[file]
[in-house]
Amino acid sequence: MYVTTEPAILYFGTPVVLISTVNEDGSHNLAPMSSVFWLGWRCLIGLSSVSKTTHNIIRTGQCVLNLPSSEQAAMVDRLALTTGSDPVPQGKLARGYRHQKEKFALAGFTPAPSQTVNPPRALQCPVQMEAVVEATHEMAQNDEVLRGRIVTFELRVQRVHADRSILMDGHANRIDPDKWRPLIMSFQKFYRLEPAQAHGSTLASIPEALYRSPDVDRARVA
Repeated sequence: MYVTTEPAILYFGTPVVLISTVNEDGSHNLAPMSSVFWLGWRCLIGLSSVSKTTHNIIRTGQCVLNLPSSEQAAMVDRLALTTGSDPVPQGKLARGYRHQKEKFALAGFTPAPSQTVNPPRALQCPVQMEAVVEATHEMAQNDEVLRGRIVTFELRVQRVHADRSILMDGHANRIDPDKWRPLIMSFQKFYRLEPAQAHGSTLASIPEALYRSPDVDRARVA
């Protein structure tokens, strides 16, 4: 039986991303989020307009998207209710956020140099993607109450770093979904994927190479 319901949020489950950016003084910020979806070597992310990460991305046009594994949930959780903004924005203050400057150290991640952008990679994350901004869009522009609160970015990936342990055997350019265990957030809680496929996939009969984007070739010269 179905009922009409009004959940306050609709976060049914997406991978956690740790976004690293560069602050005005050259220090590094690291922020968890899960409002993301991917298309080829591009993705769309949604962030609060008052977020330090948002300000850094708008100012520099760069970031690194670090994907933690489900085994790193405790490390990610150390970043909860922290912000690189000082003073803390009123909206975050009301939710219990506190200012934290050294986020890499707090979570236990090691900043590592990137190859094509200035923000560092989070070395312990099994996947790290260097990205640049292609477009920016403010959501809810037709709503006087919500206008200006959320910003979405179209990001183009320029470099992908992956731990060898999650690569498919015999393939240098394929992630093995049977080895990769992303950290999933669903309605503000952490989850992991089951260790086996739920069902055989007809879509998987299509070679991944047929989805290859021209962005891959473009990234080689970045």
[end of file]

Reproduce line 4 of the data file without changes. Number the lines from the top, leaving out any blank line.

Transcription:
């Protein structure tokens, strides 16, 4: 039986991303989020307009998207209710956020140099993607109450770093979904994927190479 319901949020489950950016003084910020979806070597992310990460991305046009594994949930959780903004924005203050400057150290991640952008990679994350901004869009522009609160970015990936342990055997350019265990957030809680496929996939009969984007070739010269 179905009922009409009004959940306050609709976060049914997406991978956690740790976004690293560069602050005005050259220090590094690291922020968890899960409002993301991917298309080829591009993705769309949604962030609060008052977020330090948002300000850094708008100012520099760069970031690194670090994907933690489900085994790193405790490390990610150390970043909860922290912000690189000082003073803390009123909206975050009301939710219990506190200012934290050294986020890499707090979570236990090691900043590592990137190859094509200035923000560092989070070395312990099994996947790290260097990205640049292609477009920016403010959501809810037709709503006087919500206008200006959320910003979405179209990001183009320029470099992908992956731990060898999650690569498919015999393939240098394929992630093995049977080895990769992303950290999933669903309605503000952490989850992991089951260790086996739920069902055989007809879509998987299509070679991944047929989805290859021209962005891959473009990234080689970045």